Mother’s Day is coming up soon, and shortly afterwards, my own role in motherhood is going to be expanding (hopefully, in an inverse ratio to my waistline, which has already expanded plenty), so you could say I have mothers on the brain. All of this makes me appreciate my own mother more and more. Which is not surprising, because my mom is awesome sauce.
My mother is the most shockingly competent person I have ever met in my life. Sure, there are really smart people. And sure, there are kickass homemakers. And sure, there are independent women. But my mom manages to combine all of those and make it seem easy. She’s worked full time since before I was born, is a distinguished professor at her academic institution, and has written at least six books (I’ve lost count) and dozens of scholarly articles, all of which make her an expert in her field. Does that mean we ate takeout Chinese food every night through my childhood? Of course not. She’s a terrific cook. My mother makes the world’s best fried chicken, the world’s best Caesar salad, and the world’s best cabbage rolls. She sews (she made both my prom dress and my wedding dress), does projects around the house (paints, wallpapers, rebuilds decks), and travels around the world (this summer will be spent in Oxford, touring wool churches and doing research). She also spends a ton of time with the Nuni, and does my dishes every time she visits my house (which is fairly often, as I was smart enough to buy a house two minutes away from hers.)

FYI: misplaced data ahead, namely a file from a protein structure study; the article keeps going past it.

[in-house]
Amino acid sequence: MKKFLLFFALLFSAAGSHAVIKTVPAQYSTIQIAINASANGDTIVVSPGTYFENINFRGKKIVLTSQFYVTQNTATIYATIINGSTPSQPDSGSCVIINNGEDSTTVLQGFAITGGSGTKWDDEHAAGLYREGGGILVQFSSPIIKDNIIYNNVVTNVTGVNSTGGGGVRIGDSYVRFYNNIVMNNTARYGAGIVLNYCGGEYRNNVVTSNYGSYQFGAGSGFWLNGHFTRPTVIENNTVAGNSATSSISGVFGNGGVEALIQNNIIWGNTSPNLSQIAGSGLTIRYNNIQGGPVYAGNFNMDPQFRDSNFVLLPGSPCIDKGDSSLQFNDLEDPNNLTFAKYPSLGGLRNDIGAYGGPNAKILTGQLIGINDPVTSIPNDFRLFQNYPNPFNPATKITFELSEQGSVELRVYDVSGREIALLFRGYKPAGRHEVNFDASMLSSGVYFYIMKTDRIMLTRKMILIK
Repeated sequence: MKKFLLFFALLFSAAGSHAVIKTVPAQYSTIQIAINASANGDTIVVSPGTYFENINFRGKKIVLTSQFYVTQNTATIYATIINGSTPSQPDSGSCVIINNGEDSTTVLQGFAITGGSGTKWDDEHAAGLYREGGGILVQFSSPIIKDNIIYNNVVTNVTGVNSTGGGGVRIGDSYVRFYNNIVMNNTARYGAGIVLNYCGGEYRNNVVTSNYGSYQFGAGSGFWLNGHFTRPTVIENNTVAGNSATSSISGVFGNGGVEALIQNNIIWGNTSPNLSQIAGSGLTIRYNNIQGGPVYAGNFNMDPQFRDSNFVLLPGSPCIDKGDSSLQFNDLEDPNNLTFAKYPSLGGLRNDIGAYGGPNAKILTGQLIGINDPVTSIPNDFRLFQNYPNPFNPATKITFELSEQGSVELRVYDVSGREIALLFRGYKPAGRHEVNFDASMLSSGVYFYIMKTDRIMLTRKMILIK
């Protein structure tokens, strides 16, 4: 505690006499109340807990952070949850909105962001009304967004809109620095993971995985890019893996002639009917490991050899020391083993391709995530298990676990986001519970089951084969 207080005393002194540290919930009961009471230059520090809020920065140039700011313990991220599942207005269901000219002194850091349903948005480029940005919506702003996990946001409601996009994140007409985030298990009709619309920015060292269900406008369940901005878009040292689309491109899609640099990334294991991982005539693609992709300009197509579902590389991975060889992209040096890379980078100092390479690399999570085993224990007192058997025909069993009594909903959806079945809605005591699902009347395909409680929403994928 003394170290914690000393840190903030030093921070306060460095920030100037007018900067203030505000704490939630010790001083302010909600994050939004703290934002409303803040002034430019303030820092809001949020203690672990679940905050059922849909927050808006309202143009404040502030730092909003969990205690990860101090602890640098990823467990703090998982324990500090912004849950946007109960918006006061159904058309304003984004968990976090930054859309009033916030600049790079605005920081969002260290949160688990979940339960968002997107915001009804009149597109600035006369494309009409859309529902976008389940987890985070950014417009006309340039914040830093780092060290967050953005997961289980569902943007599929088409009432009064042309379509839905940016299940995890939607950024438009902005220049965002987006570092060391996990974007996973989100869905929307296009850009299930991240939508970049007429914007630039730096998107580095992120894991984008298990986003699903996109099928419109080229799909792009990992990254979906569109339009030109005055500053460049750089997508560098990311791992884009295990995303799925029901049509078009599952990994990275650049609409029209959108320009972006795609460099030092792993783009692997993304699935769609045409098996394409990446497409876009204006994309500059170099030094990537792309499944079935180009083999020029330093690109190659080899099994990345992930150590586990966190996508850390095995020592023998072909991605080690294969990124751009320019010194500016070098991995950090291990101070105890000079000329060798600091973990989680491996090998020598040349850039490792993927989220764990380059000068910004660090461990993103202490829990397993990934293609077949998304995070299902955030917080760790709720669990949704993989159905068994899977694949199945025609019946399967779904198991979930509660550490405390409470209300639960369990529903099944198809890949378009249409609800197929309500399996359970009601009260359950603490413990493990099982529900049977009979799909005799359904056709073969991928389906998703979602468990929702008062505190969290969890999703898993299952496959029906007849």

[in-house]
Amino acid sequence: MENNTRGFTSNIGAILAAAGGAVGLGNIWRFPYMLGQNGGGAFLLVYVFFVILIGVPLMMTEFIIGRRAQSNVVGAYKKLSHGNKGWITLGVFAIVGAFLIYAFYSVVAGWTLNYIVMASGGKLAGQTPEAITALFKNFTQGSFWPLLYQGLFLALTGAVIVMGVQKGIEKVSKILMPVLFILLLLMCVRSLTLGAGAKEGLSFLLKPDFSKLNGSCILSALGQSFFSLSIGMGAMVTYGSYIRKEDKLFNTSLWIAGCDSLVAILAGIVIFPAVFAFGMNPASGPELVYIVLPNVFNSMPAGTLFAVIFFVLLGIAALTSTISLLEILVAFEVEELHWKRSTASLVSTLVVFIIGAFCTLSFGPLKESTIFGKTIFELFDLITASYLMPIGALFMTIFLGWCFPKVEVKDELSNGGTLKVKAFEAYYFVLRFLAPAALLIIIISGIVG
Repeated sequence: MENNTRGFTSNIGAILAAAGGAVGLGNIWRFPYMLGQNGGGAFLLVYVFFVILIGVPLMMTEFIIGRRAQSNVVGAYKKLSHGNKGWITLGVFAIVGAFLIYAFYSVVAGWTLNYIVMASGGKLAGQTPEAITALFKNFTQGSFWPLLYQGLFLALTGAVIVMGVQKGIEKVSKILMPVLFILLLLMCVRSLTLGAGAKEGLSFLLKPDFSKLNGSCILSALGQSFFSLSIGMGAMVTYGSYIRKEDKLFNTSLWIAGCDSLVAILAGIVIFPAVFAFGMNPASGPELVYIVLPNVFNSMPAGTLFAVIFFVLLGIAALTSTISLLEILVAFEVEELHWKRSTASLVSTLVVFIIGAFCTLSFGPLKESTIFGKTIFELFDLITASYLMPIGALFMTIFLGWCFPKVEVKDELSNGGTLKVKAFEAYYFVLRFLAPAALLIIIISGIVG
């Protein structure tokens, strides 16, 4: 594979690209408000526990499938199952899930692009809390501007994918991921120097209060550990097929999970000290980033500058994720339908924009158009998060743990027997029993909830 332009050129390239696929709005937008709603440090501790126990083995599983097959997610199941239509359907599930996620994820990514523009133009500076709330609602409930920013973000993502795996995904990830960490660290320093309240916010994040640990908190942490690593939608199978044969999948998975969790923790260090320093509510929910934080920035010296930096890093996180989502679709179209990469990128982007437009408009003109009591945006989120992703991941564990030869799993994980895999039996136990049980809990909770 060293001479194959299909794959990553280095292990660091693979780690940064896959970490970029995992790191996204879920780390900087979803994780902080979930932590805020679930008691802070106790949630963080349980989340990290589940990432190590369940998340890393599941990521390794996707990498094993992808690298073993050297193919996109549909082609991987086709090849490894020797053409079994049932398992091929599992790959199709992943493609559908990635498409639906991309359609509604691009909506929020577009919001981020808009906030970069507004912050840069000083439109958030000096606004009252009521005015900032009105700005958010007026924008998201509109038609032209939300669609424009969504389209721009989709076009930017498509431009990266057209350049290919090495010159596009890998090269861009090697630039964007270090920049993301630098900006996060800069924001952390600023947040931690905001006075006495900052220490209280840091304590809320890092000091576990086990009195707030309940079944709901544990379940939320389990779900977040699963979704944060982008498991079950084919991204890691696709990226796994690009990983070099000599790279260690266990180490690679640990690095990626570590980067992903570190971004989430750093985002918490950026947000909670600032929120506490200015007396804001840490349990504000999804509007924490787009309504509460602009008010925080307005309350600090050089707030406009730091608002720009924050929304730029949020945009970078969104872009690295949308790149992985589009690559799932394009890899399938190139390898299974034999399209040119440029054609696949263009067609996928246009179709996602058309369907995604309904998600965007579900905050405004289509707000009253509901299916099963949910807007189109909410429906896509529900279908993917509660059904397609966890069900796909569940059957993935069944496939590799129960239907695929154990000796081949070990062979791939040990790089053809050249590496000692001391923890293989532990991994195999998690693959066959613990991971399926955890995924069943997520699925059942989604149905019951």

So yeah, my mom? She’s pretty much the bomb.
When I attended this past weeks’ Food Bloggers Los Angeles Event, in which the theme was honoring our mothers, I had a lot of choices about what I could make. On the other hand, I am 37 weeks pregnant, and I’m not about to fry up 3 chickens. So I opted for one of my mom’s favorite hors d’oeuvres. It’s simple, flavorful, and pretty effortless, so it pretty much typifies her style.
Apparently, I chose well, because when we went to my mom’s house for dinner after the FBLA event to celebrate my grandmother’s birthday, she had prepared the same hors d’oeuvre (with no consultation with me.)
My mom is also psychic.
- 2 Red Bell Peppers
- olive oil
- 2 heads garlic
- goat cheese
- Roast the peppers. I do this by blackening all of the skin over the gas flame on my stove, then letting them steam in a plastic bag before I rub the blackened skin off with a paper towel. You can, if you are 37 weeks pregnant, also cheat, and buy roasted red peppers in a jar. They’re not quite as good, though.
- Remove the stem and seeds from the peppers, slice into thin strips, and place in a small bowl. Douse with olive oil.
- Roast the garlic. Preheat the oven to 400 degrees. Rub off the excess white papery skin, slice the pointed tip off the top, and lay each head of garlic in a large piece of tin foil (or a muffin tin). Drizzle with olive oil, wrap the foil completely around the garlic (or, if you’re roasting in a muffin tin, cover the top well with foil), and roast for about 45 minutes, or until the garlic is brown and fragrant.
- You can serve the heads whole and ask your guests to squeeze the roasted garlic out of each papery husk, or you can do it yourself and serve the cloves sans husks.
- Arrange the goat cheese on a plate.
- Slice the baguette.
- To assemble the canapes (and you can also pre-assemble the canapes), spread a clove of roasted garlic on each slice of baguette. Top with a schmear of goat cheese, and a slice of roasted pepper.